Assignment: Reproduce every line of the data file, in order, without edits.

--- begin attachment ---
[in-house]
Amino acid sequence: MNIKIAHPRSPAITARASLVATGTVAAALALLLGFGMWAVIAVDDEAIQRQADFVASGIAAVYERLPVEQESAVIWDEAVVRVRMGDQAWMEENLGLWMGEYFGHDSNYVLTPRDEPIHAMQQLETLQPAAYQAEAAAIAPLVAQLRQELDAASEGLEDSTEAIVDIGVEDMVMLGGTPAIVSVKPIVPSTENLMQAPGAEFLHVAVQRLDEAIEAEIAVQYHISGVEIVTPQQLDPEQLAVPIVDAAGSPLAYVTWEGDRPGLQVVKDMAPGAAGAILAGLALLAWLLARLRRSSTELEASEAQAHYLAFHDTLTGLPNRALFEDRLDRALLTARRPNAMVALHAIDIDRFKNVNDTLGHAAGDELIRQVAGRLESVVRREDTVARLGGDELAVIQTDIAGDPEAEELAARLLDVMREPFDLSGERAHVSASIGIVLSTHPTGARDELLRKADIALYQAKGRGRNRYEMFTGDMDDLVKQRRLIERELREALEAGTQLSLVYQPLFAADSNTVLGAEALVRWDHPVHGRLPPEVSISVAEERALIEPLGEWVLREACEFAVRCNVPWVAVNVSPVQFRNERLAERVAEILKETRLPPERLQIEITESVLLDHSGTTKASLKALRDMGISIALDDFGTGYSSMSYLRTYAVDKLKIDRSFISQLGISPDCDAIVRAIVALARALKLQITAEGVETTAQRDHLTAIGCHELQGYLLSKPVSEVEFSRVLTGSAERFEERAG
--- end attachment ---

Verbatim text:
[in-house]
Amino acid sequence: MNIKIAHPRSPAITARASLVATGTVAAALALLLGFGMWAVIAVDDEAIQRQADFVASGIAAVYERLPVEQESAVIWDEAVVRVRMGDQAWMEENLGLWMGEYFGHDSNYVLTPRDEPIHAMQQLETLQPAAYQAEAAAIAPLVAQLRQELDAASEGLEDSTEAIVDIGVEDMVMLGGTPAIVSVKPIVPSTENLMQAPGAEFLHVAVQRLDEAIEAEIAVQYHISGVEIVTPQQLDPEQLAVPIVDAAGSPLAYVTWEGDRPGLQVVKDMAPGAAGAILAGLALLAWLLARLRRSSTELEASEAQAHYLAFHDTLTGLPNRALFEDRLDRALLTARRPNAMVALHAIDIDRFKNVNDTLGHAAGDELIRQVAGRLESVVRREDTVARLGGDELAVIQTDIAGDPEAEELAARLLDVMREPFDLSGERAHVSASIGIVLSTHPTGARDELLRKADIALYQAKGRGRNRYEMFTGDMDDLVKQRRLIERELREALEAGTQLSLVYQPLFAADSNTVLGAEALVRWDHPVHGRLPPEVSISVAEERALIEPLGEWVLREACEFAVRCNVPWVAVNVSPVQFRNERLAERVAEILKETRLPPERLQIEITESVLLDHSGTTKASLKALRDMGISIALDDFGTGYSSMSYLRTYAVDKLKIDRSFISQLGISPDCDAIVRAIVALARALKLQITAEGVETTAQRDHLTAIGCHELQGYLLSKPVSEVEFSRVLTGSAERFEERAG